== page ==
Mexico’s Power Sector Attracts New Investors

Forget sluggish economies in the United States, the European Union, and certain Asian countries; Mexico has emerged as a lightning rod for international infrastructure investment. As energy investors assess changing global opportunities, Mexico continues to offer numerous stable investment prospects. Mexico’s investment-grade credit rating provides potential investors one of the few high-grade investment environments in Latin America.

The Mexican economy has been bolstered by the strong international demand for its commodities and a competitive labor force favored by numerous U.S. industries, following a reevaluation of a production chain previously outsourced to China.

As a result, continued economic growth has strained Mexico’s power generation and transmission systems. So the long-term relative stability of Mexico’s economy provides investors with safe, profitable power sector development opportunities. Savvy political technocrats in the country are using the investment window to attract foreign investors.

With a change in administration following last year’s presidential election and a push by the federal government to further modernize the country’s infrastructure, Mexico’s power sector will continue to provide opportunities for private equity investors, development companies, construction companies and lending institutions. One of the challenges is to understand the inherent risks of investing and operating in Mexico.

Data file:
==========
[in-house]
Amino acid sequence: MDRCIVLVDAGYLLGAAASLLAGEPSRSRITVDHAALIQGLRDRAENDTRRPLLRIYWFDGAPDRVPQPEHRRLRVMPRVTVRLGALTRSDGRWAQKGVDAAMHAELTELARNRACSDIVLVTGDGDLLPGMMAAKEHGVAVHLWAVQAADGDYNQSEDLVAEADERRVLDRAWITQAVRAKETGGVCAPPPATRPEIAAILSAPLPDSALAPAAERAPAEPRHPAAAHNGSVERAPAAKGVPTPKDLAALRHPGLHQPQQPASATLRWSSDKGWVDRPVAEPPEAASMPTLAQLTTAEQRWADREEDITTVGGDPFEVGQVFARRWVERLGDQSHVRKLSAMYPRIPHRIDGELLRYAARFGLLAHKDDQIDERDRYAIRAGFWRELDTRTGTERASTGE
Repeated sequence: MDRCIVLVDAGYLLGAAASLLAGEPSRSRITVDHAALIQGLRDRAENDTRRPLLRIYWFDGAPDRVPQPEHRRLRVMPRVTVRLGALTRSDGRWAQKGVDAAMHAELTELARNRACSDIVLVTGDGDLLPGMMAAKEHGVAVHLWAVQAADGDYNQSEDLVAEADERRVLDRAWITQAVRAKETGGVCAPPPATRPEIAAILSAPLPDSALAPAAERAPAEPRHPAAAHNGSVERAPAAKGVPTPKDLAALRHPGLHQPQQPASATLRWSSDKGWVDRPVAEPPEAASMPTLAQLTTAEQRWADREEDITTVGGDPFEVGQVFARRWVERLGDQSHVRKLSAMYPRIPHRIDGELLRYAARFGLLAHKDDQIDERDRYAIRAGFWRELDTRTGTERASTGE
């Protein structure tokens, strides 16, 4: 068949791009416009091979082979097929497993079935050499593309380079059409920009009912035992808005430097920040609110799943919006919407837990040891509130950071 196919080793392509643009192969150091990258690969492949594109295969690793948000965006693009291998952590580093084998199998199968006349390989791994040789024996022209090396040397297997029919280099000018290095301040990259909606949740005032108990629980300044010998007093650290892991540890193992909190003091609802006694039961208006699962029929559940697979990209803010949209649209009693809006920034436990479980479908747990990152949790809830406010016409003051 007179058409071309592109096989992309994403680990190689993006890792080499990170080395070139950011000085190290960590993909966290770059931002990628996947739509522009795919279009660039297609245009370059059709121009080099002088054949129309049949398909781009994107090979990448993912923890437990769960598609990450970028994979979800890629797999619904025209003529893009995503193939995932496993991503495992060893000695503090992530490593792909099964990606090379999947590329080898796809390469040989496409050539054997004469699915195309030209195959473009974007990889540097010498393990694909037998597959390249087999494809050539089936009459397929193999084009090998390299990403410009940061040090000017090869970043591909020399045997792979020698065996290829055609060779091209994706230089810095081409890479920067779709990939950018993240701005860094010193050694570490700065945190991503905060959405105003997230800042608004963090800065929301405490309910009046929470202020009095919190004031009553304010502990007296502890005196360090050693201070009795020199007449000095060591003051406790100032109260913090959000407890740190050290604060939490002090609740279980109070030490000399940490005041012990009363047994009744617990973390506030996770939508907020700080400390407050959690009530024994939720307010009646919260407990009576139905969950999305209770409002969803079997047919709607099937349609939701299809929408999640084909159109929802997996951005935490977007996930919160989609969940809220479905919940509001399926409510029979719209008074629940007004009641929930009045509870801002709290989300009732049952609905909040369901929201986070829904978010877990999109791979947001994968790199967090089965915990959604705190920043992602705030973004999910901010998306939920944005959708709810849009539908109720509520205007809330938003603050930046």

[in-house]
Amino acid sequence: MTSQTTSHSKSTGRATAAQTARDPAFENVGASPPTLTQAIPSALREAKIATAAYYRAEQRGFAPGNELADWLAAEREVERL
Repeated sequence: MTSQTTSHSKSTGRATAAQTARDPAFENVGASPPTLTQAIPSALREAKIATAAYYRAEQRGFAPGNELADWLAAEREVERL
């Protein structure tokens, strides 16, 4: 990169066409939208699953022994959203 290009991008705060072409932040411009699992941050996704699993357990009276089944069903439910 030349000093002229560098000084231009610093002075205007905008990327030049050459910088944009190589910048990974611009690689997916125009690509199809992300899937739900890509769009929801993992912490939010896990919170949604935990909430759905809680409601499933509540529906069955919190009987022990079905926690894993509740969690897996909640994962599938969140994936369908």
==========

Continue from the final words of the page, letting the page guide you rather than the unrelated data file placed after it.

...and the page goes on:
During the 1980s and 1990s, Mexico was a darling of the investment community. Many region-specific private equity funds emerged. Infrastructure development companies formed dedicated Latin American teams. But as competition for infrastructure development grew and profit margins declined, investors and developers soon turned to other markets—such as Eastern Europe, Russia, the Middle East and Asia—that were experiencing infrastructure development booms and offering more profitable investment opportunities.

Investors and developers also looked to the U.S. and Europe, which were also experiencing economic prosperity and an aggressive infrastructure build-out. With this shift in regional focus, many private equity players and developers deemphasized their capital deployment efforts in Latin America and disbanded their “LatAm” teams.

The demise of these region-focused teams meant a loss of institutional knowledge for these firms and an opportunity for smaller regional developers to gain a foothold in Mexico. Now, as large institutional players return to the region, successful firms will need to retain external advisers with a deep knowledge of the Mexican market in order to judge market opportunities and investment risks.

The sharp reduction in power sector opportunities in the U.S. and Europe has catalyzed recent interest in Mexican power. Mexico’s power sector has attracted attention from foreign investors, who have developed large fossil fuel-fired power plants, the culmination of 20 years of work by the country to leverage its strong credit rating and stable economic growth to attract investors.

In the early 1990s, the Mexican government embarked on a massive infrastructure build-out program in its electricity sector. Mexico developed a well-defined legal framework to permit private investors to participate in the development and ownership of power generation facilities to supply the national electric utility, Comisión Federal de Electricidad (CFE), as well as large direct industrial customers. The CFE independent power project (IPP) program has become one of the most effective international power plant development programs anywhere in the world.